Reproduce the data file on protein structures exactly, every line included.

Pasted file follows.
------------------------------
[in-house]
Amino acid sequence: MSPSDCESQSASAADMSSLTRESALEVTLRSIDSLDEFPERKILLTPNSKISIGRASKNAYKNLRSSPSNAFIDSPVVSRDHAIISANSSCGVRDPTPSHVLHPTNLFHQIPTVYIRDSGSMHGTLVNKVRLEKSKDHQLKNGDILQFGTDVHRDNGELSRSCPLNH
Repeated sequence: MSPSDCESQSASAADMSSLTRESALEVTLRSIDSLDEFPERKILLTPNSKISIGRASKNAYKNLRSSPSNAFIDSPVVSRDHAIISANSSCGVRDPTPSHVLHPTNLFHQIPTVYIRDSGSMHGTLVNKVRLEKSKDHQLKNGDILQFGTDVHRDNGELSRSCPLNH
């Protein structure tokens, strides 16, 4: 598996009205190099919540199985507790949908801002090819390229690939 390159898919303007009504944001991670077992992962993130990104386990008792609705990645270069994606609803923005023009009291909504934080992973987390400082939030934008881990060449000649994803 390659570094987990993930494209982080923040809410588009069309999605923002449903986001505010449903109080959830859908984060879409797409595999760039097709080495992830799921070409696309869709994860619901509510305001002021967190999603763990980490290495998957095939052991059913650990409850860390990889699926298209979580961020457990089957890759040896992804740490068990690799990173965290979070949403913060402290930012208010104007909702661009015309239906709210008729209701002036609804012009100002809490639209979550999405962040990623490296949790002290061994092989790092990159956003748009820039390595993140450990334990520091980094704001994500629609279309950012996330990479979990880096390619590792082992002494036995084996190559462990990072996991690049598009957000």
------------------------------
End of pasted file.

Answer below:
[in-house]
Amino acid sequence: MSPSDCESQSASAADMSSLTRESALEVTLRSIDSLDEFPERKILLTPNSKISIGRASKNAYKNLRSSPSNAFIDSPVVSRDHAIISANSSCGVRDPTPSHVLHPTNLFHQIPTVYIRDSGSMHGTLVNKVRLEKSKDHQLKNGDILQFGTDVHRDNGELSRSCPLNH
Repeated sequence: MSPSDCESQSASAADMSSLTRESALEVTLRSIDSLDEFPERKILLTPNSKISIGRASKNAYKNLRSSPSNAFIDSPVVSRDHAIISANSSCGVRDPTPSHVLHPTNLFHQIPTVYIRDSGSMHGTLVNKVRLEKSKDHQLKNGDILQFGTDVHRDNGELSRSCPLNH
């Protein structure tokens, strides 16, 4: 598996009205190099919540199985507790949908801002090819390229690939 390159898919303007009504944001991670077992992962993130990104386990008792609705990645270069994606609803923005023009009291909504934080992973987390400082939030934008881990060449000649994803 390659570094987990993930494209982080923040809410588009069309999605923002449903986001505010449903109080959830859908984060879409797409595999760039097709080495992830799921070409696309869709994860619901509510305001002021967190999603763990980490290495998957095939052991059913650990409850860390990889699926298209979580961020457990089957890759040896992804740490068990690799990173965290979070949403913060402290930012208010104007909702661009015309239906709210008729209701002036609804012009100002809490639209979550999405962040990623490296949790002290061994092989790092990159956003748009820039390595993140450990334990520091980094704001994500629609279309950012996330990479979990880096390619590792082992002494036995084996190559462990990072996991690049598009957000």